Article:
This exciting new MSc has been launched at a time when a process of swift and relentless change is transforming our justice system. This process aims to develop and sustain a high performing, efficient and effective criminal and community justice system which both benefits victims and rehabilitates those who offend.
Our course is designed for anyone with an interest in the critical social and political challenges which crime presents. It will appeal to recent graduates with a first degree in a relevant subject area who want to deepen their knowledge. It is equally valuable for current practitioners and managers within the criminal justice, rehabilitative and penal systems, including social workers and social work managers, prison governors or officers, police officers and lawyers.
You will become part of a dynamic learning community bringing together students from diverse backgrounds who have real-world experience of criminal justice. This means you will benefit from fascinating insights into how different professionals and organisations address current issues in crime, criminal justice and punishment.
The need for fresh and innovative thinking about crime – informed by academically credible research – has never been greater. This applies to the problems of tackling corporate crime, state crime and terrorism as well as to specific types of offending behaviour and examples of recent cases where offenders subject to supervision have gone on to commit more serious crimes.
You will examine all these issues within the context of a comprehensive and detailed analysis of crime control and the criminal justice process, including the courts, probation and prison, both in the UK and worldwide. You will also explore the most recent developments in criminological theory and research.
Our modules are structured around wide-ranging criminological debates, including criminal behaviour; comparative criminology, in particular the American justice and penal system; victimology; penology; crime prevention; crime, media and popular culture; civil liberties and human rights; gender; and race and ethnicity.
You will also hone high-level research and policy formulation skills to underpin the independent study project that is a cornerstone of your MSc. You can choose an original theme which reflects your personal interests, career aspirations or current job role.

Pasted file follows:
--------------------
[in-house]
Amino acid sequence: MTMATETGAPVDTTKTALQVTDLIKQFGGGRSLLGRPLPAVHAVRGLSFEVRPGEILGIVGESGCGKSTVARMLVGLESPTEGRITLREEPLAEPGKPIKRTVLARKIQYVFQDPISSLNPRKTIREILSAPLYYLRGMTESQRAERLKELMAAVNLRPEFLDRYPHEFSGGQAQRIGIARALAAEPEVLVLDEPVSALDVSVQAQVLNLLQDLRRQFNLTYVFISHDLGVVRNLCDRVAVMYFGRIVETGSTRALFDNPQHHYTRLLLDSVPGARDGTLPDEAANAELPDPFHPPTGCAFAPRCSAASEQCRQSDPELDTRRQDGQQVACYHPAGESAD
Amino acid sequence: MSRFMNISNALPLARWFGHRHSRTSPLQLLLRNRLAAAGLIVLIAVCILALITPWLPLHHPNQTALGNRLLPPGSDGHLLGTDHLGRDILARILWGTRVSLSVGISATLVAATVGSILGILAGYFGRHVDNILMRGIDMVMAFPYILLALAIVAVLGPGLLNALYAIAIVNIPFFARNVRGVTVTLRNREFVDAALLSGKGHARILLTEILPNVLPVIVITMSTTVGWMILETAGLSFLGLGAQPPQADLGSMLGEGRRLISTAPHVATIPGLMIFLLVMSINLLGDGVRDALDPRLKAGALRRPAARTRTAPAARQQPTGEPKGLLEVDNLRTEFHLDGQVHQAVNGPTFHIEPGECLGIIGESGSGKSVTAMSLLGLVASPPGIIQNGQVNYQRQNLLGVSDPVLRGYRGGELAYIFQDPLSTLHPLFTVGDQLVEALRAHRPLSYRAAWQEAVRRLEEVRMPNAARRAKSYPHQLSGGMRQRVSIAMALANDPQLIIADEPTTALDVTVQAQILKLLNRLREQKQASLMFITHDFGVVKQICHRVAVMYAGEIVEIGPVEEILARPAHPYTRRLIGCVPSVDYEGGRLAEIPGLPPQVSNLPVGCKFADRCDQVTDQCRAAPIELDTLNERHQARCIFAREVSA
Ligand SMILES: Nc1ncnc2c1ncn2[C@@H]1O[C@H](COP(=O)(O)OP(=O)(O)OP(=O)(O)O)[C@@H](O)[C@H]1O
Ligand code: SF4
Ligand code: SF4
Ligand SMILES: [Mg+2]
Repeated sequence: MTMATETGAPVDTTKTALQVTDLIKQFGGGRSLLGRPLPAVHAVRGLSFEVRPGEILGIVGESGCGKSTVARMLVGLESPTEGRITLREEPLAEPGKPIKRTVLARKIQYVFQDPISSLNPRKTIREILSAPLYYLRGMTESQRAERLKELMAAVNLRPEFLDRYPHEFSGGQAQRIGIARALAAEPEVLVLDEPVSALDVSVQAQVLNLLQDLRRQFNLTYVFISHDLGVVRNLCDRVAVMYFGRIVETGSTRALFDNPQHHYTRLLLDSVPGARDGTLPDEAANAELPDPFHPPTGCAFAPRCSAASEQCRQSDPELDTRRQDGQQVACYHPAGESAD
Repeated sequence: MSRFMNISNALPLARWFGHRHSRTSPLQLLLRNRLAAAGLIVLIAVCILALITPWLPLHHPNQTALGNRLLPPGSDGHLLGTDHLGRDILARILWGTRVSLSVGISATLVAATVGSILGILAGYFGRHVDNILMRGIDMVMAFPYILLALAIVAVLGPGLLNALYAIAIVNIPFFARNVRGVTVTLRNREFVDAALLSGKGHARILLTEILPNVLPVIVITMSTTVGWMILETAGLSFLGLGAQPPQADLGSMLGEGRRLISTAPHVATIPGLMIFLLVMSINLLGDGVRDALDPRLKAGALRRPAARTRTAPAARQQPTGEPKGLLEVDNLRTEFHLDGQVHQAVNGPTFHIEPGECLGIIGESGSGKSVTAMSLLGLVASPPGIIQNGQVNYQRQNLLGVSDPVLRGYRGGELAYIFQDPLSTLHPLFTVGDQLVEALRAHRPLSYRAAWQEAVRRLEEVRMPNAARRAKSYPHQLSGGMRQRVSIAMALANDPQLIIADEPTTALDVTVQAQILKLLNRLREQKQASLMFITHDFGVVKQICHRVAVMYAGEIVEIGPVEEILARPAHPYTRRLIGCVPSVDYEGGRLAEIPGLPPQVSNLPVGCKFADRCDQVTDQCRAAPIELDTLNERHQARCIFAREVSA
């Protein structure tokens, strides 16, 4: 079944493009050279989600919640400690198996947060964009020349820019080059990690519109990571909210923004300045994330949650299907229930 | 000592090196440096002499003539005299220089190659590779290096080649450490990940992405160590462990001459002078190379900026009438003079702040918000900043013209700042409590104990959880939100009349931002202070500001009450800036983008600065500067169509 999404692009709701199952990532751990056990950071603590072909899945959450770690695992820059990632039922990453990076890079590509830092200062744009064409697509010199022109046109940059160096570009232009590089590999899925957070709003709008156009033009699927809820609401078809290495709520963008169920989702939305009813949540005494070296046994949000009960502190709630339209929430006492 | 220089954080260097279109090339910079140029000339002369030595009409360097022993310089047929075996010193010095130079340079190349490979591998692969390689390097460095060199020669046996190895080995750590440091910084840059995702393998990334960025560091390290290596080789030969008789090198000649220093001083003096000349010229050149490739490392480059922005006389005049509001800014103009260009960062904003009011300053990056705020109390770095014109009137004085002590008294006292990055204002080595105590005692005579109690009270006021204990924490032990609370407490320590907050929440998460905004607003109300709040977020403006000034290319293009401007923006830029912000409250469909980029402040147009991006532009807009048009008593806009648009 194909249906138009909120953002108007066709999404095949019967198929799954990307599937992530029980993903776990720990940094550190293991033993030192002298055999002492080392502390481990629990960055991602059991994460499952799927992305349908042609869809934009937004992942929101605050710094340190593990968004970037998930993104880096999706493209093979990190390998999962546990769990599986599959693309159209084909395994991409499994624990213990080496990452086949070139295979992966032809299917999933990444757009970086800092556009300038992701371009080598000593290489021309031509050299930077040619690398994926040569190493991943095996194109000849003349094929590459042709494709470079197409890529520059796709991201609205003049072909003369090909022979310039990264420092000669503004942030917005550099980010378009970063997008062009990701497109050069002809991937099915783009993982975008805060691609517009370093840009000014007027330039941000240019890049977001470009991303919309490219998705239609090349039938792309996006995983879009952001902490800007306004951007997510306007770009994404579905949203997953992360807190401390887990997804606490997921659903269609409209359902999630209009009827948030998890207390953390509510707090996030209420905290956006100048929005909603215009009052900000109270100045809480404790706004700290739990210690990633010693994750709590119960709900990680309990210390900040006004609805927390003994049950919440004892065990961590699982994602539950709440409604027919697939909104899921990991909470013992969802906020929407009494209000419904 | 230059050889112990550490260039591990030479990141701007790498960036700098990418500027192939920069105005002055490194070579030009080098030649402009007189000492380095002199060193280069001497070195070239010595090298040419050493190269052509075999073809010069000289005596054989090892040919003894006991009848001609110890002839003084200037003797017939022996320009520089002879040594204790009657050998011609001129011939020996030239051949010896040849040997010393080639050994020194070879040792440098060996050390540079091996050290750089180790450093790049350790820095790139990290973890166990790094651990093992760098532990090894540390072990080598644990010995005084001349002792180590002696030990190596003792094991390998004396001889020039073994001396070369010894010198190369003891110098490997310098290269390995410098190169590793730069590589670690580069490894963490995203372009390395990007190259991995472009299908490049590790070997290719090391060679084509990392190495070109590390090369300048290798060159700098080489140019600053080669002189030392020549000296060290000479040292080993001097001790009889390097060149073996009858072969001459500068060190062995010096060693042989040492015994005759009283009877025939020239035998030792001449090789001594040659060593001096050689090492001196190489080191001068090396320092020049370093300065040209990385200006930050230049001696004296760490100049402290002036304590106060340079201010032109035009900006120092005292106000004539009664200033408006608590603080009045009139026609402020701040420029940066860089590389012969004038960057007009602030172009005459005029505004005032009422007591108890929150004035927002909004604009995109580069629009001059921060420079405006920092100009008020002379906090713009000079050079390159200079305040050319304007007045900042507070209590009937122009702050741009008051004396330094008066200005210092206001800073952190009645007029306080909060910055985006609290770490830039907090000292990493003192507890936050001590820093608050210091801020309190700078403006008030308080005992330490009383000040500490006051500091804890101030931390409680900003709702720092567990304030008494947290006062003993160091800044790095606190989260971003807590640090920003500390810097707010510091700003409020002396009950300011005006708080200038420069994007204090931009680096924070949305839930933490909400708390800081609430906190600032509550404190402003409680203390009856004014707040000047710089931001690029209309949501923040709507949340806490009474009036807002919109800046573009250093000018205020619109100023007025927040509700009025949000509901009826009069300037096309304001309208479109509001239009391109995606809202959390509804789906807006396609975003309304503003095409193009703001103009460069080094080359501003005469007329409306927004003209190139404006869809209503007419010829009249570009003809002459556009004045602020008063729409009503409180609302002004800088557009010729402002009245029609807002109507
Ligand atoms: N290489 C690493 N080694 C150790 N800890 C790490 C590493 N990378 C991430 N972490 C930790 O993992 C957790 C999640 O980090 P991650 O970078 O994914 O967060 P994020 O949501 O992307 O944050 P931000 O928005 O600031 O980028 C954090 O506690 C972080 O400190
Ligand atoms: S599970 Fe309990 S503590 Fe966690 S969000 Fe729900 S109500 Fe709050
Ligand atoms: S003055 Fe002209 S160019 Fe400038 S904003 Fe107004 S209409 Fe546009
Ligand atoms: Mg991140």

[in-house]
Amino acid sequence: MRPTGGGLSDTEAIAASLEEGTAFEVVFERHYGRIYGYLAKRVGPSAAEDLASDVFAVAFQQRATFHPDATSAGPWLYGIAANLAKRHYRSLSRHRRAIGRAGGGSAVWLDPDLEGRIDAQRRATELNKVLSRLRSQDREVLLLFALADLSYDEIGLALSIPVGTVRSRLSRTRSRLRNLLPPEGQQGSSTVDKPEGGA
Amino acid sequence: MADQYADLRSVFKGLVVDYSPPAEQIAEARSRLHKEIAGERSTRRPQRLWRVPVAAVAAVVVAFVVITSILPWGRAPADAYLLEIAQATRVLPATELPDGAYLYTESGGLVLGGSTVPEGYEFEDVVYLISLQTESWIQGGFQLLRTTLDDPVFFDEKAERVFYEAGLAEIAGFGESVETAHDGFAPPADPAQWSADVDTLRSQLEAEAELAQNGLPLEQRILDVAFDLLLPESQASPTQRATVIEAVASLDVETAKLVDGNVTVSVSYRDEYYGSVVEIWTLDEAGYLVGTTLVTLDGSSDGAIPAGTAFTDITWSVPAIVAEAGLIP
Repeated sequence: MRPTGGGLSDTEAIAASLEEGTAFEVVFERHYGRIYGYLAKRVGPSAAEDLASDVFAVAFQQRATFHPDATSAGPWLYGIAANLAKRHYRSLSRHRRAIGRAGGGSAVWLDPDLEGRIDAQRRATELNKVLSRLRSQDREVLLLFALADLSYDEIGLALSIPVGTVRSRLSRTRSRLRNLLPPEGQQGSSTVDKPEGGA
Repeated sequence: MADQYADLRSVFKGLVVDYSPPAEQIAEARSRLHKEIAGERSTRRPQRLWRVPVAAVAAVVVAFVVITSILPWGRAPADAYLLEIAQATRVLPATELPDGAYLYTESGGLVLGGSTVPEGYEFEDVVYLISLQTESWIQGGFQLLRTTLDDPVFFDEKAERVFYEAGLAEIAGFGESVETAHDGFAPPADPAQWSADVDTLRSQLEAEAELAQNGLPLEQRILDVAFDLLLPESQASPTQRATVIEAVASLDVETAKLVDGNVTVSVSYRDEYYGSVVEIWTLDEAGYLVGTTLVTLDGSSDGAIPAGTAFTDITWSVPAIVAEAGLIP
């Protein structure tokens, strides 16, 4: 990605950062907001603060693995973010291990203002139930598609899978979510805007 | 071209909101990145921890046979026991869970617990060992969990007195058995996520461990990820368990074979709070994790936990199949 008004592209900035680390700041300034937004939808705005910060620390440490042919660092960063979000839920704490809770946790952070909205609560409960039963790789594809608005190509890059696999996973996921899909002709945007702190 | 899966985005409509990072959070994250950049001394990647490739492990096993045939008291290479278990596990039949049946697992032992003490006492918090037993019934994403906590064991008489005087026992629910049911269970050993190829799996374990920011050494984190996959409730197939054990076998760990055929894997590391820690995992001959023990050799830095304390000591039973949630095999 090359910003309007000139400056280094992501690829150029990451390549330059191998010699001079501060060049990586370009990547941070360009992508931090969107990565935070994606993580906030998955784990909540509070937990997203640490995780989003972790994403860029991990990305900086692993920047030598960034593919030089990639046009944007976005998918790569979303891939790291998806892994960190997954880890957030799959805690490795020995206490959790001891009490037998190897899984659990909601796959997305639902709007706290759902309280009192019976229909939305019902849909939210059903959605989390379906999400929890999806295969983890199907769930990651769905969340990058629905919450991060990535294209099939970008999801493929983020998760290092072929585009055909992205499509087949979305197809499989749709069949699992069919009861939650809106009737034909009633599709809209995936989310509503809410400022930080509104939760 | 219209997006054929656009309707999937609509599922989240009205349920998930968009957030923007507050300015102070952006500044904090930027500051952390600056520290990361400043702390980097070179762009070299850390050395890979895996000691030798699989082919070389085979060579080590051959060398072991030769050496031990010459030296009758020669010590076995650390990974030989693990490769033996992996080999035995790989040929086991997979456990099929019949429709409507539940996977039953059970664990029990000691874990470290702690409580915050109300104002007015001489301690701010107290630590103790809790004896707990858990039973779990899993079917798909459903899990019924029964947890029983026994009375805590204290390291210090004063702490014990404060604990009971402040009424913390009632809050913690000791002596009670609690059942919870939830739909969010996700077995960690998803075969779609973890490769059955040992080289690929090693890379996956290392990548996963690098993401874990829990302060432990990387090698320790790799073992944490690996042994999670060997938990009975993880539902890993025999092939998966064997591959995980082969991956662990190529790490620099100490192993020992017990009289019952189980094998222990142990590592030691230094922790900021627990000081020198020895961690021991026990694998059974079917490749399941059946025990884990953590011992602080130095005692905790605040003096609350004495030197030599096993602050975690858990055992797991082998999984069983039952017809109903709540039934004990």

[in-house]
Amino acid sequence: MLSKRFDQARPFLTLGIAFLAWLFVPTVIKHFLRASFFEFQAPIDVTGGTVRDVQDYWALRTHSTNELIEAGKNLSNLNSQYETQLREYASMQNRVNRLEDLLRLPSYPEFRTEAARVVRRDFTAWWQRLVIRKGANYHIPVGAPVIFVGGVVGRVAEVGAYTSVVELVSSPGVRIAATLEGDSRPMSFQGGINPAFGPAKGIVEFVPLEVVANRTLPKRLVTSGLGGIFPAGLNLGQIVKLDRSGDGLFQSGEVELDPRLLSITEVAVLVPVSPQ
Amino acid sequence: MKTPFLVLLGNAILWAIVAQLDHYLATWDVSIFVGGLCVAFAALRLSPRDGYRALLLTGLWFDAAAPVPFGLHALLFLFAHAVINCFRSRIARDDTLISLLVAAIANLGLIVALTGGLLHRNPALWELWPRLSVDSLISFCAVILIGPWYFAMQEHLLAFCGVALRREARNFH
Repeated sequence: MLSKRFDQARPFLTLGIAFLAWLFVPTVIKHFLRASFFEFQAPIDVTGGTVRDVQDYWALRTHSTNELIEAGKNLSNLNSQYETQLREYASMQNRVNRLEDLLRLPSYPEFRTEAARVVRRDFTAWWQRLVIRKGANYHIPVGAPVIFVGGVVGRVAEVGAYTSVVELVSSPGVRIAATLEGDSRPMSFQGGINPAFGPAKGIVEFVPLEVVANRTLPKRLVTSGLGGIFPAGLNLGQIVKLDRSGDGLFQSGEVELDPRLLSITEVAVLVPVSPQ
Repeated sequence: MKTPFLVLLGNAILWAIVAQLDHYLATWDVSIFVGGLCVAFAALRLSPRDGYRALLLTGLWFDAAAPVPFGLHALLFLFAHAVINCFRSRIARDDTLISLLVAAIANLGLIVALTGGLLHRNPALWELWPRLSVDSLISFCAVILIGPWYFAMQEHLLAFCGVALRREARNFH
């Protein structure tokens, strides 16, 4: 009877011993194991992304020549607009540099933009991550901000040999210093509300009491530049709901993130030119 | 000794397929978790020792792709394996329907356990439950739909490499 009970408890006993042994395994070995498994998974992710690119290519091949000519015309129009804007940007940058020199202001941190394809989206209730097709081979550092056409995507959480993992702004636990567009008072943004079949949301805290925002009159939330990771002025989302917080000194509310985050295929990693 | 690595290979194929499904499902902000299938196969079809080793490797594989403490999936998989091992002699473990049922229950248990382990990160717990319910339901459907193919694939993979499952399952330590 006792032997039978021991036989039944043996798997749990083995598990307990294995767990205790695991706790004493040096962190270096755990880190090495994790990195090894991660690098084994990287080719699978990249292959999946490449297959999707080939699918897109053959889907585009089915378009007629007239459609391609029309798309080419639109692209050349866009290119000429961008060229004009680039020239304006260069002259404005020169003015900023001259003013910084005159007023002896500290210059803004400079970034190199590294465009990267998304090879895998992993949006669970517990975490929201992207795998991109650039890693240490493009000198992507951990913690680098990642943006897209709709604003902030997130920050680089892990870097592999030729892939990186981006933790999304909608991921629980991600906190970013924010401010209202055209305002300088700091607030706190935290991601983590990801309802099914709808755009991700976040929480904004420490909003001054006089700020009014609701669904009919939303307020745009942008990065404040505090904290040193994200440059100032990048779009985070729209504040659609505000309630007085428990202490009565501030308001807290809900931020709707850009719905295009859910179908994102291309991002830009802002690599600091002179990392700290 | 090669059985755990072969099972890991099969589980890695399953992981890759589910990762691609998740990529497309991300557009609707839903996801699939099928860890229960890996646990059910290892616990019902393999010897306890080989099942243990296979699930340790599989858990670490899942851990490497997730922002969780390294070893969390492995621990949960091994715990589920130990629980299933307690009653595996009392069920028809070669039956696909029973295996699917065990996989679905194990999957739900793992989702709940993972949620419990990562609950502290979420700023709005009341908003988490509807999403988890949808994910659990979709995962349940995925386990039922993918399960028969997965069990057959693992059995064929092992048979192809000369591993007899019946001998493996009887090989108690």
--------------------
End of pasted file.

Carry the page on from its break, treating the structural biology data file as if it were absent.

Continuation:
The course is framed by our rigorous interdisciplinary and critical approach. You will develop an advanced understanding of crime, deviance and criminal justice through a combination of theoretical, policy, legal, political and practical perspectives.
By exploring competing theoretical standpoints, we will challenge your thinking about the role of the state and the criminal justice system in the regulation of human behaviour, and about the place and limitations of criminal justice interventions in producing safe societies.
You will also compare the role and function of criminal justice processes and policy-making in England and Wales with those of other global jurisdictions.
Thanks to our strong emphasis on real-world learning, this course will equip you with the qualities, skills, knowledge, professional values and personal awareness for a wide range of roles in criminal justice, penal and rehabilitative work settings.
We have extensive links with criminal justice organisations which will enhance your learning, including a programme of guest lectures where leading practitioners share their expertise and knowledge.
This course is delivered at One Friar Gate Square, the new home of our Law and Criminology programmes. A modern, iconic building in the heart of the city centre, it is the perfect environment for innovative and engaging teaching.
Criminology is both a theoretical and empirical subject. It is neither purely deductive nor purely descriptive; theorisation needs to guide the collection of data and to be grounded in evidence. This course therefore recognises that theoretical debates about a wide range of perspectives lie at the heart of criminology and criminal justice.
The MSc programme begins with an introduction to the nature of crime and contemporary criminal justice policy. It examines the main elements of modern criminal justice systems, such as the police, courts, prisons, probation, the media and private security.
Special emphasis is also given to current pressing policy issues, including the rapidly rising rates of incarceration and the changing nature of the delivery of probation intervention.
You will study the following core modules:
You will also have the opportunity to choose from a range of options which include:
In addition, you will undertake an original piece of research into a theme of your own choice through our Research Methods/Dissertation/Practitioner Research modules.
You will study via a variety of teaching and learning approaches including lectures, online and face-to-face tutorials, discussion fora, project and work-based learning, group work and guided independent study.
Some elements of the course may be delivered via e-learning through group discussion boards and webinars, enabling a degree of flexibility for you to study when it is convenient for you.
There is also a significant focus on reflexivity, encouraging you to think about how the course is assisting you in developing your critical analytical skills.
The emphasis is on continuous assessment and written assignments. Some modules may also include presentations and group projects for assessment purposes.
Visit the Criminal Justice and Criminology (MSc) page on the University of Derby website for more details!
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